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Why 12 Angry MEN?

the doctrine of propter defectum sexus



Studies in expression. When women are jurors, Charles Dana Gibson 1902


It would perhaps be logical to assume that jury service came along with suffrage, that the Nineteenth Amendment had enrobed women with political rights in addition to the guarantee of suffrage. To the contrary, jury service for the most part fell under state rather than federal jurisdiction, resulting in different treatment in different states.


Under English common law, which was the basis for early American law, women, except in a small category of cases, were demmed unfit to serve on juries under the doctrine of propter defectum sexus, a "defect of sex".


The Supreme Court, in an 1879 decision, confirmed that a state may constitutionally "confine the selection [of jurors] to males. Utah, in 1898, became the first state to deem women qualified for jury duty; but as of 1927 only 19 states allowed women to serve.

Aside from the "defect of sex," women were excluded from juries for a variety of reasons: their primary obligation was to their families and children; they should be shielded from hearing the details of criminal cases, particularly those involving sex offenses; they would be too sympathetic to persons accused of crimes; and keeping male and female jurors together during long trials could be injurious to women.


Political Ad: 1915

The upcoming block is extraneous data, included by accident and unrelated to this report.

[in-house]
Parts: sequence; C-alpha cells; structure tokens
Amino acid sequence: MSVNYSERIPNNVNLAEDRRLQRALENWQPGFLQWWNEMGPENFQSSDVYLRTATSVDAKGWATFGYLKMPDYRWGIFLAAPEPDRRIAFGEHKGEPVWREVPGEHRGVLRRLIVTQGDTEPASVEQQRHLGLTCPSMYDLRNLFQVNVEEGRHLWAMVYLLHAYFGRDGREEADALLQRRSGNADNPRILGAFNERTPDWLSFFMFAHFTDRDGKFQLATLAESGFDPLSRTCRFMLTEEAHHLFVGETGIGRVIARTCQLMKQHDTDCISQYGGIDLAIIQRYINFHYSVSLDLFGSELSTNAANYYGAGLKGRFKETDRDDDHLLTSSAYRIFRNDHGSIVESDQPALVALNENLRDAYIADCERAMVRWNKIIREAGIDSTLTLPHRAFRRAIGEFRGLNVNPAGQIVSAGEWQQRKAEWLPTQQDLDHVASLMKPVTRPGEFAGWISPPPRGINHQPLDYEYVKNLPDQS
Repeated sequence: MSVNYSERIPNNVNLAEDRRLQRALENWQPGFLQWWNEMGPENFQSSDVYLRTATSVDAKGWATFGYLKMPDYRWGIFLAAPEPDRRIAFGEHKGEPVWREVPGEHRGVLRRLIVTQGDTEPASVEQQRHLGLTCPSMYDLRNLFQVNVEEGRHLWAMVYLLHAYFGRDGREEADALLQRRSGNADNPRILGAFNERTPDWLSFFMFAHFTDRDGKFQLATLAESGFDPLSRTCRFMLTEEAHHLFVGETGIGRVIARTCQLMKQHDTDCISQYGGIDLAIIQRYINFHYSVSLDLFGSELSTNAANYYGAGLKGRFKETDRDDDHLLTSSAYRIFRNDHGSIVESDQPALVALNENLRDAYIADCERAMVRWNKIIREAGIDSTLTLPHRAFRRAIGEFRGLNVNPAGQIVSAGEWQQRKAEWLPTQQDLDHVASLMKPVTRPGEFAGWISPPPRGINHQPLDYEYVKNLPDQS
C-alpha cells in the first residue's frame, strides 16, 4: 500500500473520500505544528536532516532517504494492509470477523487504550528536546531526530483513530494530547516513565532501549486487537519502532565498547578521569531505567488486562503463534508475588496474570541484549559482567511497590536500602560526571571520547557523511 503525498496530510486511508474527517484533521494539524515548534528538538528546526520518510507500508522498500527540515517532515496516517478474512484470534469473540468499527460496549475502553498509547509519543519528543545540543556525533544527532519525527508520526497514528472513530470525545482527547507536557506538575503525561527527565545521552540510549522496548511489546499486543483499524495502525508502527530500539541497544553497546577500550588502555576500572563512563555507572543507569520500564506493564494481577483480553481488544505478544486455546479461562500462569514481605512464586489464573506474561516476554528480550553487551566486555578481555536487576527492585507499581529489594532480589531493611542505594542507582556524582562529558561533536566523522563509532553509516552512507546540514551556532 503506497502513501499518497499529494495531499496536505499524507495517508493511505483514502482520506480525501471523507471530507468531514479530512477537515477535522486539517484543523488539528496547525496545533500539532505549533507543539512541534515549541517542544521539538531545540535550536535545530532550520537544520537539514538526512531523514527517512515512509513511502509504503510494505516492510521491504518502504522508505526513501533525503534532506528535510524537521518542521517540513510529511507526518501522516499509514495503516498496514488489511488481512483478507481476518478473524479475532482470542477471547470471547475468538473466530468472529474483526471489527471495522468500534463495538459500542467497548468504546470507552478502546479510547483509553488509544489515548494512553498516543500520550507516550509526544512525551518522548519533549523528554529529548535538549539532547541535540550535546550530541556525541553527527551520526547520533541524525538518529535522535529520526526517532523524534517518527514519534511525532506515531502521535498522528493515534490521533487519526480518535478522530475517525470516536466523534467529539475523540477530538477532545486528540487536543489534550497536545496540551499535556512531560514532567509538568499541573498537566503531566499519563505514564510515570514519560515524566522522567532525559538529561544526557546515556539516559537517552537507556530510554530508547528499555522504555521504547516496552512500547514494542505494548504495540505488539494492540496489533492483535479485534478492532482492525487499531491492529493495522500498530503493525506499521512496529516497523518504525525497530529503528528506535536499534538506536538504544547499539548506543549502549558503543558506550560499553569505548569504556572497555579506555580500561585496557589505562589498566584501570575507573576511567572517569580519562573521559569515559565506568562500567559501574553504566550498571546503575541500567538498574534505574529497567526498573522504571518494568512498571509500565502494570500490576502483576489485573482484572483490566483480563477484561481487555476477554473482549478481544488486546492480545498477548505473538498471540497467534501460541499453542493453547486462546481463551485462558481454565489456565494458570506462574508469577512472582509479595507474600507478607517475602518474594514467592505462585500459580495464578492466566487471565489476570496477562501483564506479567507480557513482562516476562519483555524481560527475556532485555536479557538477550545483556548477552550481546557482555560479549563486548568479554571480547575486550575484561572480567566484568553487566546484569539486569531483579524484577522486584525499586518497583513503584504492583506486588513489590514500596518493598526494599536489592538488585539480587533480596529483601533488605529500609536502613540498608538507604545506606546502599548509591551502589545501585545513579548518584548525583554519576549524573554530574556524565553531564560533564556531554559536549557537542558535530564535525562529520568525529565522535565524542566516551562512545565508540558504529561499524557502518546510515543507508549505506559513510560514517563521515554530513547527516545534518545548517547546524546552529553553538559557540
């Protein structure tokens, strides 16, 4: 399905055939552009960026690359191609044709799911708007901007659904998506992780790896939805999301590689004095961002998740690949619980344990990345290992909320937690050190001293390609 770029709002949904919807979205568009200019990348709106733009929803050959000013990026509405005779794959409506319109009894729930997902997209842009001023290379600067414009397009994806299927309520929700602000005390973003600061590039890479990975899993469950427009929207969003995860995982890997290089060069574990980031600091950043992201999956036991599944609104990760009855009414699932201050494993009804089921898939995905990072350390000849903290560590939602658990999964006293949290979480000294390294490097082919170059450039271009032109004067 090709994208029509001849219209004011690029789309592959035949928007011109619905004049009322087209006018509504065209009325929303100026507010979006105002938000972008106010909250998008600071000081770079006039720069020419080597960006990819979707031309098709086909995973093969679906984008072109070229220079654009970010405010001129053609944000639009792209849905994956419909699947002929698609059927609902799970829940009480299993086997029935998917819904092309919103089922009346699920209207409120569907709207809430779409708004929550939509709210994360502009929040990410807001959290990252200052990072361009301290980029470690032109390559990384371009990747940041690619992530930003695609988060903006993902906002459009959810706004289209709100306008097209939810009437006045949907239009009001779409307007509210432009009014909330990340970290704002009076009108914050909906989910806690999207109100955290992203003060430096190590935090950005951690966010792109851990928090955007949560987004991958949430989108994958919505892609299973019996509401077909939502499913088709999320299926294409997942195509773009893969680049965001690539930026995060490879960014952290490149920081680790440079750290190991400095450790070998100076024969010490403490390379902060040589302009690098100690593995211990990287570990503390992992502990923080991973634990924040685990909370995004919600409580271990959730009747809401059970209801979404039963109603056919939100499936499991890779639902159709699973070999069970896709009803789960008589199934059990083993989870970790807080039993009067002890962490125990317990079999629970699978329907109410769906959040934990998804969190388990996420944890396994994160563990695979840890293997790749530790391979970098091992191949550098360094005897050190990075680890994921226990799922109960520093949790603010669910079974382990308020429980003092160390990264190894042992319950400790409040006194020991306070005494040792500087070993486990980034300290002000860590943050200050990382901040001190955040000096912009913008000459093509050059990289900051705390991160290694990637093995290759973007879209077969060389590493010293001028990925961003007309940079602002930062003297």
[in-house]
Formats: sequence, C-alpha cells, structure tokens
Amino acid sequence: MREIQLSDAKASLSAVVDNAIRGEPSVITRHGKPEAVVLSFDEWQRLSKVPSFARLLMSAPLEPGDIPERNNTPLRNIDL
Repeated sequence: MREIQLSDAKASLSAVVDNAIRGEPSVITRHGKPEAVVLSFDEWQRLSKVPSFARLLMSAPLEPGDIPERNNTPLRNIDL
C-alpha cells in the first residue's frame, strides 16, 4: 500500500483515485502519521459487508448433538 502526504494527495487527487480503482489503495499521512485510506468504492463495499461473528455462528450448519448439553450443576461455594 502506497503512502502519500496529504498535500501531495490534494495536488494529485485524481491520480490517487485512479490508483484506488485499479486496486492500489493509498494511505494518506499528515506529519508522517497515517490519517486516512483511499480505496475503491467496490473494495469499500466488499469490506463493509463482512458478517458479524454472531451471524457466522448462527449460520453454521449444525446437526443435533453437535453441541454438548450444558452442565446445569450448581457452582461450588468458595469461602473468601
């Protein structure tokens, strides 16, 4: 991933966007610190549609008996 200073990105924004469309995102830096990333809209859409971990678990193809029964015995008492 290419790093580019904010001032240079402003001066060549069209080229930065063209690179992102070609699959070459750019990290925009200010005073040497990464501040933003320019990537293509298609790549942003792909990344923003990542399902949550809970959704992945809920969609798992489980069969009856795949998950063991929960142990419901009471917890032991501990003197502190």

The struggle to include women in the jury pool took place state by state.


New York state, where the play 12 Angry Men is set, passed a law in 1937 that permitted, but did not require, women to serve on juries. A woman could be excused from jury duty if she wished solely on account of her sex, a practice that continued in New York through the 1960's.



None other than Ruth Bader Ginsburg served as the attorney representing Marsha Healy in opposing Louisiana's optional jury service for women. This case, Healy v. Edwards, was among the first to oppose previous rulings in other states that maintained the opt-in policy for women rather than automatic registration as they did for men.


Ginsburg expanded the plaintiffs to include three groups: women like Healy whose citizenship was diminished by making citizenship duties optional, women defendants who were denied the right to a jury of their peers by not having women on their jury, and men who had to be called in more often for jury duty because women weren't required to.


Ginsburg argued that "a flavor, a distinct quality is lost if either sex is excluded."


a Responsibility & a Privilege

Equal jury service responsibility came with the U.S. Supreme Court's 1975 decision in Taylor v Louisiana, when the Court held that states must treat men and women in the same way with respect to jury service. The Supreme Court declared that peremptory challenges based on sex violate the Equal Protection Clause of the Fourteenth Amendment.


1975


The year that women, finally, were given the universal right to serve as a juror.



 

Parker Players is presenting the play 12 Angry Men in its original form. It is a peek into history, with all of its good, bad and nuanced realities. Women, in New York, had to wait until the late 1960's to be automatically registered to serve on a jury.

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